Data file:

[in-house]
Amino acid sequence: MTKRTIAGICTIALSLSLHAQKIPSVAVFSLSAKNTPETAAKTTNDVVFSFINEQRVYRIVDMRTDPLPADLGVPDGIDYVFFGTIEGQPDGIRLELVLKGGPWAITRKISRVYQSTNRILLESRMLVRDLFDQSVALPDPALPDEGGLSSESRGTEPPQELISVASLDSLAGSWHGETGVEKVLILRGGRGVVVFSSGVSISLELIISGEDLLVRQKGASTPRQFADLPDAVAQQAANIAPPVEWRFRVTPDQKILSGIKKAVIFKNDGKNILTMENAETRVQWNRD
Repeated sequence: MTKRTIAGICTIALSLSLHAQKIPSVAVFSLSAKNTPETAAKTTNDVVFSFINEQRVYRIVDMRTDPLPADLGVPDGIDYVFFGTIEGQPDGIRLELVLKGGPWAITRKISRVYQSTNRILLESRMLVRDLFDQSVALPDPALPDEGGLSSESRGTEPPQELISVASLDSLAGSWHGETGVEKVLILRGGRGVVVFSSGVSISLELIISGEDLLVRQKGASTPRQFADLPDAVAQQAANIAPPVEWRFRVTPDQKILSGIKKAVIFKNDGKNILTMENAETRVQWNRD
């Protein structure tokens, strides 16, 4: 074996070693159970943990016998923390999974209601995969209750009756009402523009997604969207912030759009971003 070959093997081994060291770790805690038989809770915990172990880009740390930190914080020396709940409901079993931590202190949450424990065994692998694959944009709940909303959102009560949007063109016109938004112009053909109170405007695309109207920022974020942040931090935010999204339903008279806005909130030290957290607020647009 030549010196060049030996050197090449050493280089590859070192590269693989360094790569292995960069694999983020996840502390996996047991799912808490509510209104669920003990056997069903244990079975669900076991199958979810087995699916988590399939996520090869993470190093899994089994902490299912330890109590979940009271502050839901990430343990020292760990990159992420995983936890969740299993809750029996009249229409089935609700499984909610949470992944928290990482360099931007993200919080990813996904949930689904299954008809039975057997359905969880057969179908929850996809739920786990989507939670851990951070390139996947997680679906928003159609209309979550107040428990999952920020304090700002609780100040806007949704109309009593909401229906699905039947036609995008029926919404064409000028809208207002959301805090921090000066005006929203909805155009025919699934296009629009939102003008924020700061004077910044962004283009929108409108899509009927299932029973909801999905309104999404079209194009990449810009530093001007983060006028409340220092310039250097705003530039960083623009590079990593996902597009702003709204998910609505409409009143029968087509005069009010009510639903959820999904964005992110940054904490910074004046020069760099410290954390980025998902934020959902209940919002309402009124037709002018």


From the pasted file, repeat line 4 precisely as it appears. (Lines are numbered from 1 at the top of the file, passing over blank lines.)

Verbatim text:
């Protein structure tokens, strides 16, 4: 074996070693159970943990016998923390999974209601995969209750009756009402523009997604969207912030759009971003 070959093997081994060291770790805690038989809770915990172990880009740390930190914080020396709940409901079993931590202190949450424990065994692998694959944009709940909303959102009560949007063109016109938004112009053909109170405007695309109207920022974020942040931090935010999204339903008279806005909130030290957290607020647009 030549010196060049030996050197090449050493280089590859070192590269693989360094790569292995960069694999983020996840502390996996047991799912808490509510209104669920003990056997069903244990079975669900076991199958979810087995699916988590399939996520090869993470190093899994089994902490299912330890109590979940009271502050839901990430343990020292760990990159992420995983936890969740299993809750029996009249229409089935609700499984909610949470992944928290990482360099931007993200919080990813996904949930689904299954008809039975057997359905969880057969179908929850996809739920786990989507939670851990951070390139996947997680679906928003159609209309979550107040428990999952920020304090700002609780100040806007949704109309009593909401229906699905039947036609995008029926919404064409000028809208207002959301805090921090000066005006929203909805155009025919699934296009629009939102003008924020700061004077910044962004283009929108409108899509009927299932029973909801999905309104999404079209194009990449810009530093001007983060006028409340220092310039250097705003530039960083623009590079990593996902597009702003709204998910609505409409009143029968087509005069009010009510639903959820999904964005992110940054904490910074004046020069760099410290954390980025998902934020959902209940919002309402009124037709002018």